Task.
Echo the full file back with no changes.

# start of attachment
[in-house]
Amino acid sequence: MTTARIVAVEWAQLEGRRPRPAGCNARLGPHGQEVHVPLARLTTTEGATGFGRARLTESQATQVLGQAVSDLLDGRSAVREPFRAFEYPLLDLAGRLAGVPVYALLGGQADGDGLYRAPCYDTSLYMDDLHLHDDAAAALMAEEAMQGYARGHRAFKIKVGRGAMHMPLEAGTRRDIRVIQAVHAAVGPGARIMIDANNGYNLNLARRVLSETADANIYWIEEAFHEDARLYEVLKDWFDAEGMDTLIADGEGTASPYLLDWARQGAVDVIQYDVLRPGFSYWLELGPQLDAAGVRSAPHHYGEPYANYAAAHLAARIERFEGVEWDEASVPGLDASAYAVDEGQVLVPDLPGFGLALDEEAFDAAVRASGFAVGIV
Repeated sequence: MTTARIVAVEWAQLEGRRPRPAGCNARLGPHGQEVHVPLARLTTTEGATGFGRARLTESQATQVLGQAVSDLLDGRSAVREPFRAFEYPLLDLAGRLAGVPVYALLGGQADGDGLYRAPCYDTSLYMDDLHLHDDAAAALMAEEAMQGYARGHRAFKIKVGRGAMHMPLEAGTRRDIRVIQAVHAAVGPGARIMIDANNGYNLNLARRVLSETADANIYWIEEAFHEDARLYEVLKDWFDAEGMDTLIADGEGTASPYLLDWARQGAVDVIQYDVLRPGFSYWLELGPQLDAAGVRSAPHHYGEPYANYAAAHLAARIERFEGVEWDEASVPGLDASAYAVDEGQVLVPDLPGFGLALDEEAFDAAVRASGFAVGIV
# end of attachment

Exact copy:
[in-house]
Amino acid sequence: MTTARIVAVEWAQLEGRRPRPAGCNARLGPHGQEVHVPLARLTTTEGATGFGRARLTESQATQVLGQAVSDLLDGRSAVREPFRAFEYPLLDLAGRLAGVPVYALLGGQADGDGLYRAPCYDTSLYMDDLHLHDDAAAALMAEEAMQGYARGHRAFKIKVGRGAMHMPLEAGTRRDIRVIQAVHAAVGPGARIMIDANNGYNLNLARRVLSETADANIYWIEEAFHEDARLYEVLKDWFDAEGMDTLIADGEGTASPYLLDWARQGAVDVIQYDVLRPGFSYWLELGPQLDAAGVRSAPHHYGEPYANYAAAHLAARIERFEGVEWDEASVPGLDASAYAVDEGQVLVPDLPGFGLALDEEAFDAAVRASGFAVGIV
Repeated sequence: MTTARIVAVEWAQLEGRRPRPAGCNARLGPHGQEVHVPLARLTTTEGATGFGRARLTESQATQVLGQAVSDLLDGRSAVREPFRAFEYPLLDLAGRLAGVPVYALLGGQADGDGLYRAPCYDTSLYMDDLHLHDDAAAALMAEEAMQGYARGHRAFKIKVGRGAMHMPLEAGTRRDIRVIQAVHAAVGPGARIMIDANNGYNLNLARRVLSETADANIYWIEEAFHEDARLYEVLKDWFDAEGMDTLIADGEGTASPYLLDWARQGAVDVIQYDVLRPGFSYWLELGPQLDAAGVRSAPHHYGEPYANYAAAHLAARIERFEGVEWDEASVPGLDASAYAVDEGQVLVPDLPGFGLALDEEAFDAAVRASGFAVGIV